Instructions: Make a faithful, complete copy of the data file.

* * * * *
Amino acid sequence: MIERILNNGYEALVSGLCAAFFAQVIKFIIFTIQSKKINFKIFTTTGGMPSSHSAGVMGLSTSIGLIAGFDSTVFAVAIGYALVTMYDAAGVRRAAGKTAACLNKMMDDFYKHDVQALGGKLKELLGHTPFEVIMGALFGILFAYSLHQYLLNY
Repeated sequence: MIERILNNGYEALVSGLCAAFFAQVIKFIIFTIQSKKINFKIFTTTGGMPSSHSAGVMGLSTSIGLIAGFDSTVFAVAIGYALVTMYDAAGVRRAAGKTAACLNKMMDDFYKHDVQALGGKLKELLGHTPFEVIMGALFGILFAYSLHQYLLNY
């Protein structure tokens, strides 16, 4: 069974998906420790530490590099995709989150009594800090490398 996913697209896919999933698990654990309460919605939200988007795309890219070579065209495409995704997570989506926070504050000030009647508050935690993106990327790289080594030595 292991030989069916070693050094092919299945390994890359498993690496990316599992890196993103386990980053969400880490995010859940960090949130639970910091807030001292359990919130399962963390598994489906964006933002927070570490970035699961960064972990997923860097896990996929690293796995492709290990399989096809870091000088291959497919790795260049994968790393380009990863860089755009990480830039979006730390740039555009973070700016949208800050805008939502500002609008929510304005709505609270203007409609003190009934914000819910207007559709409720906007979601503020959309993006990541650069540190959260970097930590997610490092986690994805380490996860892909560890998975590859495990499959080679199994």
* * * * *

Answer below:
Amino acid sequence: MIERILNNGYEALVSGLCAAFFAQVIKFIIFTIQSKKINFKIFTTTGGMPSSHSAGVMGLSTSIGLIAGFDSTVFAVAIGYALVTMYDAAGVRRAAGKTAACLNKMMDDFYKHDVQALGGKLKELLGHTPFEVIMGALFGILFAYSLHQYLLNY
Repeated sequence: MIERILNNGYEALVSGLCAAFFAQVIKFIIFTIQSKKINFKIFTTTGGMPSSHSAGVMGLSTSIGLIAGFDSTVFAVAIGYALVTMYDAAGVRRAAGKTAACLNKMMDDFYKHDVQALGGKLKELLGHTPFEVIMGALFGILFAYSLHQYLLNY
């Protein structure tokens, strides 16, 4: 069974998906420790530490590099995709989150009594800090490398 996913697209896919999933698990654990309460919605939200988007795309890219070579065209495409995704997570989506926070504050000030009647508050935690993106990327790289080594030595 292991030989069916070693050094092919299945390994890359498993690496990316599992890196993103386990980053969400880490995010859940960090949130639970910091807030001292359990919130399962963390598994489906964006933002927070570490970035699961960064972990997923860097896990996929690293796995492709290990399989096809870091000088291959497919790795260049994968790393380009990863860089755009990480830039979006730390740039555009973070700016949208800050805008939502500002609008929510304005709505609270203007409609003190009934914000819910207007559709409720906007979601503020959309993006990541650069540190959260970097930590997610490092986690994805380490996860892909560890998975590859495990499959080679199994």